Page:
Like a house needs constant vacuuming, an aquarium needs graveling.
But don’t wait for the water to show color before changing the water.
Ammonia and other harmful substances may be present even if the water in your fish tank looks clean.
If you have gravel in your fish tank, it absorbs a lot of debris, fish waste, food leftovers, and other organic matter that decomposes and finds its way into the gravel.
What is aquarium gravel cleaner and how does it work?
There are many excellent aquarium gravel cleaners on the market or, if you can, you can make one yourself.
The aquarium gravel cleaner is simply a tube with a hose that is used for draining water from your fish tank.
With the tube having some height to it, it sucks the organic waste and debris from the bottom of your tank (the gravel).
All you need to start is a bucket and gravel cleaner.
The bucket needs to be below the fish tank.
The organic waste is lighter than the gravel, goes into the tube, and falls into the bucket at the other end of the hose.
To start the process, first turn off all the aquarium equipment.
Then you need to submerge the tube entirely into the tank and suck a little air or pull the tube upwards a few times until the water starts to flow from the fish tank into the bucket.
Some gravel cleaners have a suction part that is squeezed a few times until the water starts flowing.
All that is left is to simply watch all the organic waste going up the tube and pouring into the bucket through the hose.
In the end, you will have a bucket of dirty yellow or brown water, debris, and other pollutants that raise the level of ammonia and nitrites in your fish tank.
Just watch it all go down into the bucket!
How to use the aquarium gravel cleaner more efficiently?
Remove any rocks or objects to make sure you clean as much as you can by siphoning the gravel.
If your gravel consists of little stones or small chunks of artificial gravel, then while siphoning you only collect the waste and there are small chances of the gravel going from the tube into the bucket.
If some gravel or small objects get stuck in the suction tube, pull out the tube and start siphoning again.
To prevent the gravel going into the hose, just lift the tube gently until the gravel falls down and then continue to siphon again.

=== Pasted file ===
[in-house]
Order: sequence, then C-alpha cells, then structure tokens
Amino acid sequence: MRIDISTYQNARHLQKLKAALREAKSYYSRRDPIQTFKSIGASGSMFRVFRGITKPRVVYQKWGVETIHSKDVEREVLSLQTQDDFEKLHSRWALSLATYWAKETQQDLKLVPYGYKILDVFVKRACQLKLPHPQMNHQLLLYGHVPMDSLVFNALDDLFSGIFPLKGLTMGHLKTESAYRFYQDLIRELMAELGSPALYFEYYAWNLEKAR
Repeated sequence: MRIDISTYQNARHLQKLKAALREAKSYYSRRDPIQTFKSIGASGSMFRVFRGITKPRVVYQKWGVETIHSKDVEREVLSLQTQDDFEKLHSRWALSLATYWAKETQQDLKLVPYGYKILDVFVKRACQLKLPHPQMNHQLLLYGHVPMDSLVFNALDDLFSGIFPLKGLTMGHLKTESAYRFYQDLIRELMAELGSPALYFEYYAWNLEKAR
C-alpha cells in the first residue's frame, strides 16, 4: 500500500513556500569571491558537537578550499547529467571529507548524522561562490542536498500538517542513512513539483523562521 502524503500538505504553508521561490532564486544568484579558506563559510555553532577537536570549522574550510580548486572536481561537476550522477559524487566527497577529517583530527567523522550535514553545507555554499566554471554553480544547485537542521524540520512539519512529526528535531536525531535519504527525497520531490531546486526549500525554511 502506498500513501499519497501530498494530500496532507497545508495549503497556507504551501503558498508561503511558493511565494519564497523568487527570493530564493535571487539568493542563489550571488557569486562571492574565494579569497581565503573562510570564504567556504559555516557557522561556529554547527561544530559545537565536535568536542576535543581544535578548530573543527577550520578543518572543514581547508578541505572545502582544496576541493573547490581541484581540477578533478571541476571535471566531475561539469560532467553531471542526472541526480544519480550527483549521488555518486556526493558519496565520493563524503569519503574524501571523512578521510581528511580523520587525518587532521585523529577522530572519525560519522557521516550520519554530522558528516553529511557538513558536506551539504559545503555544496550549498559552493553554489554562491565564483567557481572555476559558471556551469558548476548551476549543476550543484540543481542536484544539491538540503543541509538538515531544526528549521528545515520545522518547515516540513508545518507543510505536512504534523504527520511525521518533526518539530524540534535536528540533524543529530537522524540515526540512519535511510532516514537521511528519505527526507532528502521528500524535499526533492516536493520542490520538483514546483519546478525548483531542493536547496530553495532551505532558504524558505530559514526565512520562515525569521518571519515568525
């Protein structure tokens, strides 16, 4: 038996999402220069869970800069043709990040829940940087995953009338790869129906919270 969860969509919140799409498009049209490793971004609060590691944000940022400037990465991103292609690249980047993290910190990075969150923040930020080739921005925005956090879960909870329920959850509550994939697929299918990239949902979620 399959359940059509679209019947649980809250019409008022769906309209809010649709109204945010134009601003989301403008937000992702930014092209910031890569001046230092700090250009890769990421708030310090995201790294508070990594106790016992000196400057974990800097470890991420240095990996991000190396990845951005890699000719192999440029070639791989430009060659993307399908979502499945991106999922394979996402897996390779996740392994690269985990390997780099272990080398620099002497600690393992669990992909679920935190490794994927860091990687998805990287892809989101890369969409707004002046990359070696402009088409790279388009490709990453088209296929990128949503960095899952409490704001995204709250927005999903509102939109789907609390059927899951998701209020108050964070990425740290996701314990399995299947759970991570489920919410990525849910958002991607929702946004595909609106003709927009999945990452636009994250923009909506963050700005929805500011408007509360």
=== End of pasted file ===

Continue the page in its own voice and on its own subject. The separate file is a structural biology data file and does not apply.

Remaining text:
You can also put some polyester filling or filter padding at the top of the tube to stop the gravel getting into the hose and falling into the bucket.
Some gravel cleaners have small filter nets for this purpose.
This is especially useful because it keeps the gravel going into the hose and into the bucket or you might accidentally catch a fish by siphoning and you don’t want the fish to get hurt by falling into the bucket.
What if I have sand in the bottom?
If you have sand in the bottom of your fish tank, the gravel cleaner will collect most of it.
Before you start siphoning, you need to make a circle with your finger or some other tool in the sand.
It will make the water dirty and all the organic waste will float up and around the top.
Wait for the waste to settle down on the top of the sand and siphon the top layer of the waste, etc.
This will make your sand clean and also prevent the gravel cleaner from siphoning the sand into the bucket.
Siphoning should be done without draining all of the water
Don’t get carried away with siphoning because if you drain a large amount of water it will create an imbalance in your fish tank.
This is very important since the imbalance can cause stress to your fish, change the water chemistry, and cause other problems with it.
It is recommended to siphon 15% of the water if you clean the gravel weekly or 25% of the water if you clean the gravel monthly.
A cheap investment
Aquarium gravel cleaners are very good investments and very useful tools when changing the water of the tank.
They are relatively cheap, easy to use, and are an important part of the aquarium maintenance equipment.
Using an aquarium gravel cleaner is a great way to get rid of the organic waste that decomposes in your fish tank and they make water changes easier.
The gravel can act as a filter by absorbing the debris and other organic waste, so keeping your gravel clean is part of keeping your fish tank clean, which is essential for good water quality and healthy, happy fish.
1 thought on “Aquarium Gravel Cleaner: Time for a Water Change?”
I am planning to have shrimps and little bit worry about clean gravel and suck in shrimps… i know they are fast, but does that happen for somebody?